In general, though, horses travel “very well,” especially ones that are as used to it as these international athletes, says Schäffler: “The horses are actually very easy.”

It’s the people — and vast quantities of equipment they bring — that cause the biggest strain on transport teams, says Nicholls. He conservatively estimates that at least 5,000 kilograms (11,000 pounds) of equipment traveled with the 82 horses this year, ranging from riding tack to food, and even their own water supply for the duration of their stay.

“People bring all sorts of stuff that they don’t really need,” says Nicholls. He recalls that one person flew with a crate so large that the airport didn’t have a forklift big enough to move it, while another brought an antique metal chest filled with spare riding equipment. All the equipment also has to go through customs, and when things aren’t clearly labeled, it causes huge hold-ups, he says.

Horses walk to Meydan Racecourse for morning track work on 28/03/2024, ahead of the Dubai World Cup (March 30, 2024)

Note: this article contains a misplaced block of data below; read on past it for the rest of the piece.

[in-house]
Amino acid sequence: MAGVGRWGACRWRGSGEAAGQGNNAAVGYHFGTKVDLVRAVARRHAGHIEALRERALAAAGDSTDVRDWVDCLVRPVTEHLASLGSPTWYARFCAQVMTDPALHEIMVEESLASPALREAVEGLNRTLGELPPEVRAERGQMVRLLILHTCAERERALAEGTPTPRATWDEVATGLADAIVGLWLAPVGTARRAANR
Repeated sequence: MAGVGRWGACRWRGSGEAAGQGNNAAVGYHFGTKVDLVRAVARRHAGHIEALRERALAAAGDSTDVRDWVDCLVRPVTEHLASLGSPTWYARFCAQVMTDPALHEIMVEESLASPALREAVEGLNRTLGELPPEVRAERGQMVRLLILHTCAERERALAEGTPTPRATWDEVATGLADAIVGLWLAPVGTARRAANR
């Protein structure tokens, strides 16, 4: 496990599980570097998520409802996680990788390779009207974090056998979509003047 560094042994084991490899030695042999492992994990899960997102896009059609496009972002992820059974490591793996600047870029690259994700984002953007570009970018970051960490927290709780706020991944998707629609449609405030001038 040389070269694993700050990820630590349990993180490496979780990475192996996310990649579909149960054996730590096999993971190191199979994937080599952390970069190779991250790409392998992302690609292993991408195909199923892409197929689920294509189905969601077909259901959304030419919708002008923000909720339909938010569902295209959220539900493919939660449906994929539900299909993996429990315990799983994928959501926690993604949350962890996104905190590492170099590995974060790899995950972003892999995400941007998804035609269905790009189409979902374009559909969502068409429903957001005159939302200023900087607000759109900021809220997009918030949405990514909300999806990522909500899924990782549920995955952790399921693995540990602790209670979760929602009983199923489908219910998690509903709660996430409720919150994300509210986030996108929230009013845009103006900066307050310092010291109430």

Some trainers will even bring their own straw and stable bedding — sometimes to mitigate dust allergies, but often in a bid to manage every detail of the horse’s routine.

“It’s a control thing,” says Nicholls, adding that the sport is rife with superstition: for example, stalls or boxes used by a previous winner are hot property, and horses often wear lucky talismans on their bridles.

Pony passports

For the Dubai World Cup, horses land at Al Maktoum Airport on the city’s outskirts, around a 45-minute drive to Meydan Racecourse, which allows horses to transfer from the ground transport vehicle to the horse stall easily and further mitigate the risk of injury.

A key part of getting the horses on and off the tarmac as quickly as possible is the documentation, like passports, that companies like Equitrans deal with.